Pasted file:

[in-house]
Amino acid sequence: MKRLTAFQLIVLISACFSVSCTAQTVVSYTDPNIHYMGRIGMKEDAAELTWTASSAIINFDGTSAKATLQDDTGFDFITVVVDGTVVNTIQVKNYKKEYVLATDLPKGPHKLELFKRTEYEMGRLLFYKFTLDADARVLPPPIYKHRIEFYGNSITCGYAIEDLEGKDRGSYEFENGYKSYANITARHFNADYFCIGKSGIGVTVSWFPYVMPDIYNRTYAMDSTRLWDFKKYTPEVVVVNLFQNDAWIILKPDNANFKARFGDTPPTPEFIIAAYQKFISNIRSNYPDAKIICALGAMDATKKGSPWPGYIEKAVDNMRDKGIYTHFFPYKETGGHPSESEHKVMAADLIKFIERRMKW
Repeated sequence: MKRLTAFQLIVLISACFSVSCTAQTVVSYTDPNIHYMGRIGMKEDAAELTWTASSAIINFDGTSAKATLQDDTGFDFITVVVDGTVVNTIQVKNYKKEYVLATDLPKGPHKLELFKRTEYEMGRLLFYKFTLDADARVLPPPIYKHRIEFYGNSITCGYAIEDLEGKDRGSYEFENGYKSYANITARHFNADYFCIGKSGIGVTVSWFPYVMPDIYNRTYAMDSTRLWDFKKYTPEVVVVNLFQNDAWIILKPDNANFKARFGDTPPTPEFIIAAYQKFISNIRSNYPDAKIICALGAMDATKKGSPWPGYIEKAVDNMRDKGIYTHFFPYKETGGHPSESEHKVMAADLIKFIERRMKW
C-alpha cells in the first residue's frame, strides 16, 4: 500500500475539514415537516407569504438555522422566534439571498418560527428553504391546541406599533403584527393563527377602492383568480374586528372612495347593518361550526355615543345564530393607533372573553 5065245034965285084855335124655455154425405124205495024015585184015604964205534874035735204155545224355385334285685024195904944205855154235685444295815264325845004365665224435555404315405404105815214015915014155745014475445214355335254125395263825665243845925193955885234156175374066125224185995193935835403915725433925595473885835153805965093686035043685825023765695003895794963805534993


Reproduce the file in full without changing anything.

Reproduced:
[in-house]
Amino acid sequence: MKRLTAFQLIVLISACFSVSCTAQTVVSYTDPNIHYMGRIGMKEDAAELTWTASSAIINFDGTSAKATLQDDTGFDFITVVVDGTVVNTIQVKNYKKEYVLATDLPKGPHKLELFKRTEYEMGRLLFYKFTLDADARVLPPPIYKHRIEFYGNSITCGYAIEDLEGKDRGSYEFENGYKSYANITARHFNADYFCIGKSGIGVTVSWFPYVMPDIYNRTYAMDSTRLWDFKKYTPEVVVVNLFQNDAWIILKPDNANFKARFGDTPPTPEFIIAAYQKFISNIRSNYPDAKIICALGAMDATKKGSPWPGYIEKAVDNMRDKGIYTHFFPYKETGGHPSESEHKVMAADLIKFIERRMKW
Repeated sequence: MKRLTAFQLIVLISACFSVSCTAQTVVSYTDPNIHYMGRIGMKEDAAELTWTASSAIINFDGTSAKATLQDDTGFDFITVVVDGTVVNTIQVKNYKKEYVLATDLPKGPHKLELFKRTEYEMGRLLFYKFTLDADARVLPPPIYKHRIEFYGNSITCGYAIEDLEGKDRGSYEFENGYKSYANITARHFNADYFCIGKSGIGVTVSWFPYVMPDIYNRTYAMDSTRLWDFKKYTPEVVVVNLFQNDAWIILKPDNANFKARFGDTPPTPEFIIAAYQKFISNIRSNYPDAKIICALGAMDATKKGSPWPGYIEKAVDNMRDKGIYTHFFPYKETGGHPSESEHKVMAADLIKFIERRMKW
C-alpha cells in the first residue's frame, strides 16, 4: 500500500475539514415537516407569504438555522422566534439571498418560527428553504391546541406599533403584527393563527377602492383568480374586528372612495347593518361550526355615543345564530393607533372573553 5065245034965285084855335124655455154425405124205495024015585184015604964205534874035735204155545224355385334285685024195904944205855154235685444295815264325845004365665224435555404315405404105815214015915014155745014475445214355335254125395263825665243845925193955885234156175374066125224185995193935835403915725433925595473885835153805965093686035043685825023765695003895794963805534993